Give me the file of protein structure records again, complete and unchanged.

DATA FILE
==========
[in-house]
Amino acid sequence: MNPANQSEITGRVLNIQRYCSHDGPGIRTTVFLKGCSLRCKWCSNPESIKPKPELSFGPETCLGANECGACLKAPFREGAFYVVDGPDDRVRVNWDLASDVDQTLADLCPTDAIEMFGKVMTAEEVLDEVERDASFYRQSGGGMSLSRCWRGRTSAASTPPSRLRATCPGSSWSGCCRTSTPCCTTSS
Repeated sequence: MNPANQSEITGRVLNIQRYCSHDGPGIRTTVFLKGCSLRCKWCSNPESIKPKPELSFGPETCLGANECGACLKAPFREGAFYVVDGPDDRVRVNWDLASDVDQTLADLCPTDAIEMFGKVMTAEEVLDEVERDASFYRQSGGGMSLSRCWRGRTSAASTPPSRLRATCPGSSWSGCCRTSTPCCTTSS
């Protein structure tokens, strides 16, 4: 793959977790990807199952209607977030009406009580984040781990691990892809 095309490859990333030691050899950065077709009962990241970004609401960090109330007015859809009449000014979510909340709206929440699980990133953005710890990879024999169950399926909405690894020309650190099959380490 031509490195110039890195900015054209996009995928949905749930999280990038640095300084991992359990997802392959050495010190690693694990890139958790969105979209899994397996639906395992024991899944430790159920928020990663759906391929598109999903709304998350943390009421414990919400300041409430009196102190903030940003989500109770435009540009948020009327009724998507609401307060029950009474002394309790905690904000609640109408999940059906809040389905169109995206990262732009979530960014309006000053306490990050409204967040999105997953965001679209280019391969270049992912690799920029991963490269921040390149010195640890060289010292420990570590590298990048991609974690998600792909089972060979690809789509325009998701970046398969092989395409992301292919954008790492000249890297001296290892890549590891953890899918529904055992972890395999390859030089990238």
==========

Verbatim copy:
[in-house]
Amino acid sequence: MNPANQSEITGRVLNIQRYCSHDGPGIRTTVFLKGCSLRCKWCSNPESIKPKPELSFGPETCLGANECGACLKAPFREGAFYVVDGPDDRVRVNWDLASDVDQTLADLCPTDAIEMFGKVMTAEEVLDEVERDASFYRQSGGGMSLSRCWRGRTSAASTPPSRLRATCPGSSWSGCCRTSTPCCTTSS
Repeated sequence: MNPANQSEITGRVLNIQRYCSHDGPGIRTTVFLKGCSLRCKWCSNPESIKPKPELSFGPETCLGANECGACLKAPFREGAFYVVDGPDDRVRVNWDLASDVDQTLADLCPTDAIEMFGKVMTAEEVLDEVERDASFYRQSGGGMSLSRCWRGRTSAASTPPSRLRATCPGSSWSGCCRTSTPCCTTSS
């Protein structure tokens, strides 16, 4: 793959977790990807199952209607977030009406009580984040781990691990892809 095309490859990333030691050899950065077709009962990241970004609401960090109330007015859809009449000014979510909340709206929440699980990133953005710890990879024999169950399926909405690894020309650190099959380490 031509490195110039890195900015054209996009995928949905749930999280990038640095300084991992359990997802392959050495010190690693694990890139958790969105979209899994397996639906395992024991899944430790159920928020990663759906391929598109999903709304998350943390009421414990919400300041409430009196102190903030940003989500109770435009540009948020009327009724998507609401307060029950009474002394309790905690904000609640109408999940059906809040389905169109995206990262732009979530960014309006000053306490990050409204967040999105997953965001679209280019391969270049992912690799920029991963490269921040390149010195640890060289010292420990570590590298990048991609974690998600792909089972060979690809789509325009998701970046398969092989395409992301292919954008790492000249890297001296290892890549590891953890899918529904055992972890395999390859030089990238």